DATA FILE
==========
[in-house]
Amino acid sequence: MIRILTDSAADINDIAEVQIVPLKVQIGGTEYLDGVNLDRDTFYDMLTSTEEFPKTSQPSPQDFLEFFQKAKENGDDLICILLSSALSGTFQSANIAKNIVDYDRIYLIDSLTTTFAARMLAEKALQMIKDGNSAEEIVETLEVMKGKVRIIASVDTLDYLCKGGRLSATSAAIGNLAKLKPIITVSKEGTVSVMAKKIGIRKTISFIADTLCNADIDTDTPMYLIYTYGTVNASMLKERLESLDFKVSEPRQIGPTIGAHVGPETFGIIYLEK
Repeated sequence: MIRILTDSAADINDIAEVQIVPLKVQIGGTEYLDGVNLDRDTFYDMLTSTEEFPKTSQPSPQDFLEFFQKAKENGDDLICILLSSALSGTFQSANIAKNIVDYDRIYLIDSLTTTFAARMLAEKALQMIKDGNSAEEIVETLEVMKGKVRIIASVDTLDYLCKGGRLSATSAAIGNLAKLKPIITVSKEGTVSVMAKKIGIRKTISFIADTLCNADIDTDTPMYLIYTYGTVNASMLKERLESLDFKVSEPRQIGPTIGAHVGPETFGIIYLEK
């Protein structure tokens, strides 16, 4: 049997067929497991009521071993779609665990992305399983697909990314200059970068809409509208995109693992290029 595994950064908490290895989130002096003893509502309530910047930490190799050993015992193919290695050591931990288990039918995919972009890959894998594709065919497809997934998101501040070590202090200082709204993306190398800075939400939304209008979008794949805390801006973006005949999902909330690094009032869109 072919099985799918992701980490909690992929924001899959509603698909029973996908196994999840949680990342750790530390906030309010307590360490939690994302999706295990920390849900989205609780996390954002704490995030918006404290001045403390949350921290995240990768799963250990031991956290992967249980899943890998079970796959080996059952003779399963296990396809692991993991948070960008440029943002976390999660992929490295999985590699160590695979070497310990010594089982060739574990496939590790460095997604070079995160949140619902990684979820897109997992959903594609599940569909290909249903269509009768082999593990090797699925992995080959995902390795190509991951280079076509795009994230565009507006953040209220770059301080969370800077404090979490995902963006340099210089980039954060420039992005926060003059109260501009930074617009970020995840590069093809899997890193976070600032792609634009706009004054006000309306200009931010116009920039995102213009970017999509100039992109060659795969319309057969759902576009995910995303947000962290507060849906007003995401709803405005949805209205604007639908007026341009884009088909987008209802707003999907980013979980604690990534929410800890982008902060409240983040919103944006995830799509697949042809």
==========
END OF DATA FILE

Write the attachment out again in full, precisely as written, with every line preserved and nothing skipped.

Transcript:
[in-house]
Amino acid sequence: MIRILTDSAADINDIAEVQIVPLKVQIGGTEYLDGVNLDRDTFYDMLTSTEEFPKTSQPSPQDFLEFFQKAKENGDDLICILLSSALSGTFQSANIAKNIVDYDRIYLIDSLTTTFAARMLAEKALQMIKDGNSAEEIVETLEVMKGKVRIIASVDTLDYLCKGGRLSATSAAIGNLAKLKPIITVSKEGTVSVMAKKIGIRKTISFIADTLCNADIDTDTPMYLIYTYGTVNASMLKERLESLDFKVSEPRQIGPTIGAHVGPETFGIIYLEK
Repeated sequence: MIRILTDSAADINDIAEVQIVPLKVQIGGTEYLDGVNLDRDTFYDMLTSTEEFPKTSQPSPQDFLEFFQKAKENGDDLICILLSSALSGTFQSANIAKNIVDYDRIYLIDSLTTTFAARMLAEKALQMIKDGNSAEEIVETLEVMKGKVRIIASVDTLDYLCKGGRLSATSAAIGNLAKLKPIITVSKEGTVSVMAKKIGIRKTISFIADTLCNADIDTDTPMYLIYTYGTVNASMLKERLESLDFKVSEPRQIGPTIGAHVGPETFGIIYLEK
């Protein structure tokens, strides 16, 4: 049997067929497991009521071993779609665990992305399983697909990314200059970068809409509208995109693992290029 595994950064908490290895989130002096003893509502309530910047930490190799050993015992193919290695050591931990288990039918995919972009890959894998594709065919497809997934998101501040070590202090200082709204993306190398800075939400939304209008979008794949805390801006973006005949999902909330690094009032869109 072919099985799918992701980490909690992929924001899959509603698909029973996908196994999840949680990342750790530390906030309010307590360490939690994302999706295990920390849900989205609780996390954002704490995030918006404290001045403390949350921290995240990768799963250990031991956290992967249980899943890998079970796959080996059952003779399963296990396809692991993991948070960008440029943002976390999660992929490295999985590699160590695979070497310990010594089982060739574990496939590790460095997604070079995160949140619902990684979820897109997992959903594609599940569909290909249903269509009768082999593990090797699925992995080959995902390795190509991951280079076509795009994230565009507006953040209220770059301080969370800077404090979490995902963006340099210089980039954060420039992005926060003059109260501009930074617009970020995840590069093809899997890193976070600032792609634009706009004054006000309306200009931010116009920039995102213009970017999509100039992109060659795969319309057969759902576009995910995303947000962290507060849906007003995401709803405005949805209205604007639908007026341009884009088909987008209802707003999907980013979980604690990534929410800890982008902060409240983040919103944006995830799509697949042809």